Tehran – Iranian state TV reported on Saturday that country officials killed a wrestler for allegedly killing a man when President Donald Trump asked him to stop the life of a 27-year-old condemned man.
State TV quoted Chief Justice of Fars Province Kazem Moussavi as saying, “Retaliation against Hasan Torkmann’s killer Naveed Afakari was this morning in Shiraz’s Adalabad jail.”
The case of Afakari attracted the attention of a social media campaign that depicted victims and their brothers for participating in protests against Iran’s Shia religion in 2018. Officials accused Afqi of stabbing an employee of a water supply company in the southern city of Shiraz. .
Iran aired the wrestler’s televised statement last week. This section was similar to the hundreds of other dubious confiscation statements broadcast in the Islamic Republic over the past decade.
The International Olympic Committee said in a statement on Saturday that it was shocked and saddened by the news of the wrestler’s assassination, and that the chairman of the committee, Thomas Bach, “made a personal appeal directly to the supreme leader this week and the President of Iran” Na’eed Afakari. Begged for mercy from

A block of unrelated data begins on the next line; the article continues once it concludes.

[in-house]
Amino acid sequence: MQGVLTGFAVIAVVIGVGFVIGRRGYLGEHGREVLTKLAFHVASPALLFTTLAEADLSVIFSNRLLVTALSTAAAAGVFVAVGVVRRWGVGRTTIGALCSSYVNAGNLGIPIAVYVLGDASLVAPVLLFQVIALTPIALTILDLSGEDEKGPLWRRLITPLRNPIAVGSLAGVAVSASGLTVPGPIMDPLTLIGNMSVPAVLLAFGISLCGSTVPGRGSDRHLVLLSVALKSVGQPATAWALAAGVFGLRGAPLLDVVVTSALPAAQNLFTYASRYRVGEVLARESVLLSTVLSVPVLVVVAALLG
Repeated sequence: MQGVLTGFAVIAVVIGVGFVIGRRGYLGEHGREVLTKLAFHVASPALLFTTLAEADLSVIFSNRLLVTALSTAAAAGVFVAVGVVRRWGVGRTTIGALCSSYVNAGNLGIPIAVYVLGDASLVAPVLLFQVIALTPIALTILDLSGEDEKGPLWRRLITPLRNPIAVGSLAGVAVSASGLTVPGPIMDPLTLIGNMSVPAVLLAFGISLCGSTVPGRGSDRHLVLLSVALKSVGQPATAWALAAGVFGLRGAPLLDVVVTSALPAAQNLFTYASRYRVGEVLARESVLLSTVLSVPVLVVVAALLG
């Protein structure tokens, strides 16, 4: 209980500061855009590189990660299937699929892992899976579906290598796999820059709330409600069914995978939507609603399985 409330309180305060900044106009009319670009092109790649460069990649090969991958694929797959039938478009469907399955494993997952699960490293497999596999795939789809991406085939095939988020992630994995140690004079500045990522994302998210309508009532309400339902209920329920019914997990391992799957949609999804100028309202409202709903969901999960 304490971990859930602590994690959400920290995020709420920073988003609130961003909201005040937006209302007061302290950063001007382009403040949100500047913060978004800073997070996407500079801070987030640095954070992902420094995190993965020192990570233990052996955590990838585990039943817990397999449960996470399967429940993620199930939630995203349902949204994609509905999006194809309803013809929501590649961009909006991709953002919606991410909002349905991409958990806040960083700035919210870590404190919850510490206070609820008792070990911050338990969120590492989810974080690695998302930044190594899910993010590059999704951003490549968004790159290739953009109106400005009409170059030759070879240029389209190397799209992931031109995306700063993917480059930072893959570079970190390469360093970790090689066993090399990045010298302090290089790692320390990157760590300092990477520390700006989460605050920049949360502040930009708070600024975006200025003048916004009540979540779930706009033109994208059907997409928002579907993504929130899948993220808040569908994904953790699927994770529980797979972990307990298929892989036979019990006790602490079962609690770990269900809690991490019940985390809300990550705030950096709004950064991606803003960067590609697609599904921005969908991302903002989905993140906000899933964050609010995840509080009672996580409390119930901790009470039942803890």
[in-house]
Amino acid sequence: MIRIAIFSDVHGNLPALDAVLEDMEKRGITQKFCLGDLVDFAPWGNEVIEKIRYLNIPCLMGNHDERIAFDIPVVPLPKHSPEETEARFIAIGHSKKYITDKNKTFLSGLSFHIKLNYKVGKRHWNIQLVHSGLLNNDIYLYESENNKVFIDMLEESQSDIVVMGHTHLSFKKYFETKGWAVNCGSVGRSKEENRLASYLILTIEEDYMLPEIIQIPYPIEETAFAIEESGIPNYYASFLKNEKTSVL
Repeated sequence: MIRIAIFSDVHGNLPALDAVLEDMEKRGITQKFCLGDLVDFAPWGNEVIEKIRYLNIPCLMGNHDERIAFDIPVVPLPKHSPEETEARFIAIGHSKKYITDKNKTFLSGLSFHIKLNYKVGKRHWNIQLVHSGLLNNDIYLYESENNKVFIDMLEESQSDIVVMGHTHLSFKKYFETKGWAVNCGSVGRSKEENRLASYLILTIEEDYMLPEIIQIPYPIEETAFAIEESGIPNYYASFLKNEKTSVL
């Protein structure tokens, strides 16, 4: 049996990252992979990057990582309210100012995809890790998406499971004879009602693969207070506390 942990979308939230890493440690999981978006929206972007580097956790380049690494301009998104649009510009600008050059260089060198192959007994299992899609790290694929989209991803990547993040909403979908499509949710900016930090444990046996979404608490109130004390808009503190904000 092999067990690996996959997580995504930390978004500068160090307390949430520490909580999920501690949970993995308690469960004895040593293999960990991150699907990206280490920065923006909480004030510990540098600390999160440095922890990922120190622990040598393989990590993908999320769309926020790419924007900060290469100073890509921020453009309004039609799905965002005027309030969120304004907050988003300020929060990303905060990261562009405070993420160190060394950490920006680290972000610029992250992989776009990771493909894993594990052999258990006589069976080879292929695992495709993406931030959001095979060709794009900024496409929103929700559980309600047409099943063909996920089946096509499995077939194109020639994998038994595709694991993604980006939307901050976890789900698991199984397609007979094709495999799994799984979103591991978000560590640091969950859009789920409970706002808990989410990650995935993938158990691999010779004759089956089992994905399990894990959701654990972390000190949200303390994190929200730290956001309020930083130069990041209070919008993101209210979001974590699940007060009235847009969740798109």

The case revived demand inside the country to prevent Iran from being sentenced to death. Even Iranian human rights lawyer Nasreen Sotoedh, who was imprisoned for nearly a month in a hunger strike over conditions in Tehran’s Evin Prison amid the Koranovirus epidemic, said she supported Afkari.
Last week, Trump expressed his concern about the case by tweeting.
Trump wrote, “To the leaders of Iran, I would be very appreciative if you would save this young man’s life, and not execute him.” “Thank you!”
Iran responded to Trump’s tweet on Afriki with a state TV package of about 11 minutes. It involved the weeping parents of a slain water company employee. The package included footage of Afakari on the back of a motorcycle, stating that he stabbed the employee in the back without explaining why he allegedly carried out the attack.
The state’s TV segment showed blurred police documents and described the murder as a “personal dispute” without any detailed description. It states that Afakari’s cellphone was in the area and he showed him surveillance footage while walking on the street, talking on his phone.
Last week, Iran’s semi-tantric Tasnim news agency rejected Trump’s tweet in a feature story that said US sanctions hurt Iranian hospitals amid the epidemic.
The agency said, “Trump is concerned about the life of a murderer, while he endangers the lives of many Iranian patients with severe restrictions.”